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feedback

Manager giving an employee critical feedback How to Give Tough Feedback

It's not easy to give tough feedback. But delaying, withholding, or sugarcoating critical feedback is ultimately a disservice—to the individual, the team, and the work involved. Giving timely, constructive feedback is one of the most important roles of any manager. Here’s how to handle these delicate situations.

Naomi Karten's picture
Naomi Karten
Two agile team members exchanging feedback in a retrospective 6 Ways to Share Negative Feedback in a Retrospective

Negative feedback has the greatest potential to help people change in areas that can have a lasting impact. But sharing negative experiences and criticism can often be a challenge and may cause more harm than good. Here are six tips for sharing negative experiences effectively and building trust along the way.

Alan Crouch's picture
Alan Crouch
Silver stopwatch Getting Faster Pull Requests in an Agile Environment

Pull requests may not seem to fit into agile development, but they can work well if done right. If you can maintain feedback on your working software from frequent integration, using PRs can help people understand your code. The speed at which PRs can be reviewed depends on three things: context, size, and atomicity.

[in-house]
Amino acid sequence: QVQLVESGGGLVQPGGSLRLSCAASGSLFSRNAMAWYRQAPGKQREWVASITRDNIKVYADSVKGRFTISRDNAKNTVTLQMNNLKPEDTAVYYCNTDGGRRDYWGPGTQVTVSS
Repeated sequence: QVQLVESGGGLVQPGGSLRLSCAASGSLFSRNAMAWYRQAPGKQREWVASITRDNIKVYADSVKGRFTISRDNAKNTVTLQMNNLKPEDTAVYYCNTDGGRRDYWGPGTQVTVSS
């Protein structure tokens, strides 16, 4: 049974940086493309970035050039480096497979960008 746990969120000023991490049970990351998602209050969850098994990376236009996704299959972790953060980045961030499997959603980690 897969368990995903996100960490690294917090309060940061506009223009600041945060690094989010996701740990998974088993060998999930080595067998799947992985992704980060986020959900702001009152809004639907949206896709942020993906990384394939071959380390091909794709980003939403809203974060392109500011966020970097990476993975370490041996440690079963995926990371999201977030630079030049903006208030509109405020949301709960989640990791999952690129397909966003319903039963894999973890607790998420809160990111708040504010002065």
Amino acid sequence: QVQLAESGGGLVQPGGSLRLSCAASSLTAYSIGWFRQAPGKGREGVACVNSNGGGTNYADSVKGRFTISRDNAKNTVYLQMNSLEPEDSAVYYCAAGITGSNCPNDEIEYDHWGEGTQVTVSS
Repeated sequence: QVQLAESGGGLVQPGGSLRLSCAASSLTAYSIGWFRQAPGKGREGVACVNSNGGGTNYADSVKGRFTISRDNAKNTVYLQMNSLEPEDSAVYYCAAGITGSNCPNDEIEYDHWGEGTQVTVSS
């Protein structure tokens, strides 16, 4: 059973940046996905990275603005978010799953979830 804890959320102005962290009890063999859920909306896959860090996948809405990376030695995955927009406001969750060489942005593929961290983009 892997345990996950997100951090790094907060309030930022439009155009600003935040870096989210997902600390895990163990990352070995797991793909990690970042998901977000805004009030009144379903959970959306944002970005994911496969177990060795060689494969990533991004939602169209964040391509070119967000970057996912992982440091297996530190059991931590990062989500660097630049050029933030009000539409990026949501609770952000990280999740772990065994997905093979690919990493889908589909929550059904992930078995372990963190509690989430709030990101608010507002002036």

Steve Berczuk's picture
Steve Berczuk
Road winding through the mountains How to Take the High Road as a Leader

Leaders who invite feedback and then suggest, by word or deed, that only positive feedback is welcome end up ensuring that critical feedback—the kind they really need—will be withheld. If you get feedback from employees that isn't what you wanted to hear, don't act vengeful. Take the high road with your response.

Naomi Karten's picture
Naomi Karten
Woman with her finger of her lips in a shushing gesture Use Silence as a Powerful Tool to Get Feedback

If you want feedback from your users, sometimes the best technique for gathering information is staying silent. After someone responds to your question, instead of continuing the conversation, just pause. This encourages the other person to keep talking, and that's when you may get the most valuable information.

Naomi Karten's picture
Naomi Karten
Apple cut open to reveal an orange inside 6 Signs Your Agile Project Isn’t Really Agile

There's a trend of organizations declaring they are agile without actually changing how they develop software. Declaring that an apple is an orange doesn’t make it so. These six key indicators can help you determine whether your agile project isn’t really agile after all—and give you some solutions to help.

Alan Crouch's picture
Alan Crouch
Coworkers holding up paper feedback speech bubbles Agile for Everything: Taking the Manifesto beyond Software

The values of the Agile Manifesto, while written to apply to software, can form a basis for an adaptive approach to any project. Going from specific to general and inspecting and adapting along the way are great design ideas, no matter what you’re working on. Here's how to use feedback to take agile beyond software.

Steve Berczuk's picture
Steve Berczuk
Clipboard with customer feedback indicating good and bad experiences The Right Way to Respond to Customer Feedback

Due to time constraints and other logistical issues, it’s not always possible to respond to customers about their feedback. But when it is possible, the impact on the customers can be strongly positive if you make your response personal. Here are some things to keep in mind the next time you gather customer feedback.

Naomi Karten's picture
Naomi Karten